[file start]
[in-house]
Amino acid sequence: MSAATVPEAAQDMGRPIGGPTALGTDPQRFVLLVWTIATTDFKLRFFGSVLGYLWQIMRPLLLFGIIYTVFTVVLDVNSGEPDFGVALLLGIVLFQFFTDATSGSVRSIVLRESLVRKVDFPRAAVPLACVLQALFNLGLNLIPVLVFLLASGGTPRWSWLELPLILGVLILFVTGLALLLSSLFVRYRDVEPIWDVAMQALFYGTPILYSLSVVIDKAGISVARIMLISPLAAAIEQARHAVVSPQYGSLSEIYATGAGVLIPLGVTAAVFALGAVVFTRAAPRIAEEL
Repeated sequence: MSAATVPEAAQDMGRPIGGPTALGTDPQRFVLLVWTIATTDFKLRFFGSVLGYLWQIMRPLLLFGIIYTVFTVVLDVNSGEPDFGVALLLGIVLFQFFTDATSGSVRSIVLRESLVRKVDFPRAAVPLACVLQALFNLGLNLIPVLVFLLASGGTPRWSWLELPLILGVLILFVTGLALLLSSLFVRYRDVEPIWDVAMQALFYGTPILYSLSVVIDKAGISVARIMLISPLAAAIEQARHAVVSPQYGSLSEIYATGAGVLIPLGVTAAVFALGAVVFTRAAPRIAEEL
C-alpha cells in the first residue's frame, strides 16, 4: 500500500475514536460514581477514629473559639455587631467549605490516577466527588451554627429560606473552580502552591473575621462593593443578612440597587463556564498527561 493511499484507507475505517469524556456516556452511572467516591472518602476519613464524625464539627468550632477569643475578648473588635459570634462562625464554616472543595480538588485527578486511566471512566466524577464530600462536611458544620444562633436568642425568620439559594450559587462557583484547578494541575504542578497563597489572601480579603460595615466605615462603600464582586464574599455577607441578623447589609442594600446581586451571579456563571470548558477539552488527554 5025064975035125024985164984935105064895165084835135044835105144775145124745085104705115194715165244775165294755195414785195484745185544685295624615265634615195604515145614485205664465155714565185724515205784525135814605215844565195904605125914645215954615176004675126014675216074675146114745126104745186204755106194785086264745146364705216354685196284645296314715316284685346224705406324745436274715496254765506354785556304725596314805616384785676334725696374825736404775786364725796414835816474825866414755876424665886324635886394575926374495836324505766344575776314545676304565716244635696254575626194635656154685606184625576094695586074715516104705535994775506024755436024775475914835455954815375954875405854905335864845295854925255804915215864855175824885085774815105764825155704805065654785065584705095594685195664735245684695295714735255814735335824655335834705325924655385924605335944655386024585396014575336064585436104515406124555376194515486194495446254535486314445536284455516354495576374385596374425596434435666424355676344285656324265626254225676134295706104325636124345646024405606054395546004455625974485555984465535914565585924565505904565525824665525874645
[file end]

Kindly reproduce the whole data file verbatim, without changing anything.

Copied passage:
[in-house]
Amino acid sequence: MSAATVPEAAQDMGRPIGGPTALGTDPQRFVLLVWTIATTDFKLRFFGSVLGYLWQIMRPLLLFGIIYTVFTVVLDVNSGEPDFGVALLLGIVLFQFFTDATSGSVRSIVLRESLVRKVDFPRAAVPLACVLQALFNLGLNLIPVLVFLLASGGTPRWSWLELPLILGVLILFVTGLALLLSSLFVRYRDVEPIWDVAMQALFYGTPILYSLSVVIDKAGISVARIMLISPLAAAIEQARHAVVSPQYGSLSEIYATGAGVLIPLGVTAAVFALGAVVFTRAAPRIAEEL
Repeated sequence: MSAATVPEAAQDMGRPIGGPTALGTDPQRFVLLVWTIATTDFKLRFFGSVLGYLWQIMRPLLLFGIIYTVFTVVLDVNSGEPDFGVALLLGIVLFQFFTDATSGSVRSIVLRESLVRKVDFPRAAVPLACVLQALFNLGLNLIPVLVFLLASGGTPRWSWLELPLILGVLILFVTGLALLLSSLFVRYRDVEPIWDVAMQALFYGTPILYSLSVVIDKAGISVARIMLISPLAAAIEQARHAVVSPQYGSLSEIYATGAGVLIPLGVTAAVFALGAVVFTRAAPRIAEEL
C-alpha cells in the first residue's frame, strides 16, 4: 500500500475514536460514581477514629473559639455587631467549605490516577466527588451554627429560606473552580502552591473575621462593593443578612440597587463556564498527561 493511499484507507475505517469524556456516556452511572467516591472518602476519613464524625464539627468550632477569643475578648473588635459570634462562625464554616472543595480538588485527578486511566471512566466524577464530600462536611458544620444562633436568642425568620439559594450559587462557583484547578494541575504542578497563597489572601480579603460595615466605615462603600464582586464574599455577607441578623447589609442594600446581586451571579456563571470548558477539552488527554 5025064975035125024985164984935105064895165084835135044835105144775145124745085104705115194715165244775165294755195414785195484745185544685295624615265634615195604515145614485205664465155714565185724515205784525135814605215844565195904605125914645215954615176004675126014675216074675146114745126104745186204755106194785086264745146364705216354685196284645296314715316284685346224705406324745436274715496254765506354785556304725596314805616384785676334725696374825736404775786364725796414835816474825866414755876424665886324635886394575926374495836324505766344575776314545676304565716244635696254575626194635656154685606184625576094695586074715516104705535994775506024755436024775475914835455954815375954875405854905335864845295854925255804915215864855175824885085774815105764825155704805065654785065584705095594685195664735245684695295714735255814735335824655335834705325924655385924605335944655386024585396014575336064585436104515406124555376194515486194495446254535486314445536284455516354495576374385596374425596434435666424355676344285656324265626254225676134295706104325636124345646024405606054395546004455625974485555984465535914565585924565505904565525824665525874645